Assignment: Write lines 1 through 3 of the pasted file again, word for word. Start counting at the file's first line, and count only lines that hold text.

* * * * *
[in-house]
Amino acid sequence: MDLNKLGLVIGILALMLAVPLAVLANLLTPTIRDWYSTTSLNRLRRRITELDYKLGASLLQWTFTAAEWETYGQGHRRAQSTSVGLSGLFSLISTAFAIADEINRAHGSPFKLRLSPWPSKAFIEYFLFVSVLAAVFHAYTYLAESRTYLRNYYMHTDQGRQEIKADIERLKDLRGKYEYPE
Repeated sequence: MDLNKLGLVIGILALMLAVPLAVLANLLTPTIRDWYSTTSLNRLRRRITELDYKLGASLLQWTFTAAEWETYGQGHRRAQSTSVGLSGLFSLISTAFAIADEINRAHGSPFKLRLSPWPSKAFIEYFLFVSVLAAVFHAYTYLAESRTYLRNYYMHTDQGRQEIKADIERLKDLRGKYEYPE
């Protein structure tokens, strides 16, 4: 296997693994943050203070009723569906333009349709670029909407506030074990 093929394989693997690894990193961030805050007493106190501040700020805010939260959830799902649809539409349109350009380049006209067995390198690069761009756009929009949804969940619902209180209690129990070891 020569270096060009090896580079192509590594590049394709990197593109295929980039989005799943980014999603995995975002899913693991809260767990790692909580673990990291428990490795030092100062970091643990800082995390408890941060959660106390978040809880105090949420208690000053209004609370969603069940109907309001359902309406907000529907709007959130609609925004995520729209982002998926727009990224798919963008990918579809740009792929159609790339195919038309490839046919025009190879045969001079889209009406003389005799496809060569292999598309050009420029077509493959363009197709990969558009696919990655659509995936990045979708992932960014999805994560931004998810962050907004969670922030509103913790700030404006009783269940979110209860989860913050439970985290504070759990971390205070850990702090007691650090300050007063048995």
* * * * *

[in-house]
Amino acid sequence: MDLNKLGLVIGILALMLAVPLAVLANLLTPTIRDWYSTTSLNRLRRRITELDYKLGASLLQWTFTAAEWETYGQGHRRAQSTSVGLSGLFSLISTAFAIADEINRAHGSPFKLRLSPWPSKAFIEYFLFVSVLAAVFHAYTYLAESRTYLRNYYMHTDQGRQEIKADIERLKDLRGKYEYPE
Repeated sequence: MDLNKLGLVIGILALMLAVPLAVLANLLTPTIRDWYSTTSLNRLRRRITELDYKLGASLLQWTFTAAEWETYGQGHRRAQSTSVGLSGLFSLISTAFAIADEINRAHGSPFKLRLSPWPSKAFIEYFLFVSVLAAVFHAYTYLAESRTYLRNYYMHTDQGRQEIKADIERLKDLRGKYEYPE